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  He Simply Called It Luck
Dr. Jerry Rogan has been consulting about Medicare and medical care delivery for a variety of companies beginning 2003, having served over 100 clients, some for a short term need and some over several years.


This story was written by my father, 1st Lt. Albert F. Rogan (1917-2009), 90th Bomb Group, 5th U.S. Army Air Force about his WWII experience as an airman.*

About two weeks ago he and the rest of the crew together with the rest of the squadron said goodbye to their base at Nadzab in the Markham River Valley in Dutch New Guinea. It is a time of war, 1944 and they are now about three hundred miles further west and closer to the Japanese staging areas throughout the East Indies. He was simply meandering along this deserted beach on the island of Biak, kicking at the sand and trying not to think about all that had gone before. But as he ruminated he said out loud, to no one in particular, "The pace of the war and the danger will surely accelerate from now on ."

He stopped and looked southward. In New Guinea he had discovered that the clouds pile up like bales of fleece and by the middle of the morning they smother the tops of the mountains called the Owen Stanley Range. "I never really thought about this phenomenon, he said, and maybe that is why we always take off at just about daybreak."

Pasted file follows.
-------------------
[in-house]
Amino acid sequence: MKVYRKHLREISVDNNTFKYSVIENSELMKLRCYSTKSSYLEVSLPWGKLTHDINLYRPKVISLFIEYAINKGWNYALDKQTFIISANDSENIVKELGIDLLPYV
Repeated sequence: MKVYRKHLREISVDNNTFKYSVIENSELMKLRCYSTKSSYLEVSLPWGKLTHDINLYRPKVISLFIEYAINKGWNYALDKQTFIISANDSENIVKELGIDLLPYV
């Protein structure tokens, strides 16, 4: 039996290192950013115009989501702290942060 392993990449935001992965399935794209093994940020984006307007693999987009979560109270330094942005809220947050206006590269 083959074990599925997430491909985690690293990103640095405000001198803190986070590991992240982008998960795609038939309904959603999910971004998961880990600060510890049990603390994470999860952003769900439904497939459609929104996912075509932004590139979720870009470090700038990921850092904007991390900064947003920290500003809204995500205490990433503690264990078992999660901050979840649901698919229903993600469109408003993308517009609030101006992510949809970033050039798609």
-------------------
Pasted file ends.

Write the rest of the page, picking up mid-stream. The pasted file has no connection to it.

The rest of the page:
He sat down to look at the clouds as they slowly, slowly kept piling up, one underneath the other — the bundles majestically ascending to ever increasing heights. As he watched this manifestation of natural behavior he became covered with a patina of somber reflection. Thoughts that he had deliberate Hid away from his conscious mind over many weeks of air-to-air combat duty engulfed him. He thought about the men and the crews that he barely knew and who no longer existed amongst the living.

"How is it that all ten of us are still alive?" again talking to the breeze, quickly turning his head as if to find out who was eavesdropping. But he was certain that he was voicing his opinions to a living and breathing person.

The sun had been three hours above the horizon and as it ascended it was changing the blue hues of the ocean waters that were gently splashing on the shore of the beach. Except for the breeze and the sound of the ocean along with the occasional cry of a passing sea bird searching for an errant fish.

He was at peace with his world.

His tranquility pervaded all his senses, but he knew that when tomorrow came the full weight of his responsibilities would return and the killing by bombs as they exploded on the earth dropped from thousands of feet above
Would bring him once more to the never ending ritual of the many more tomorrows to come. He hoped.

He arose from the sand, brushed himself off and continued his slow paced meandering. And he thought, "I don't know about God, if he is still around, And if he is how does he figure who lives or who dies in this aimless and screwed up world. I figure that it simply is about something called LUCK."

* Notes:

Albert F. Rogan died in 2009 at age 92. I am the owner of his assets. I have the authority to allow his work to be published.

The exploits of his outfit are detailed in the book, It Wasn't So Jolly: The Story of the Jolly Rogers and the James Horner Crew 1942-1945 by Thomas A Baker.

~ © Jerry Rogan 2021















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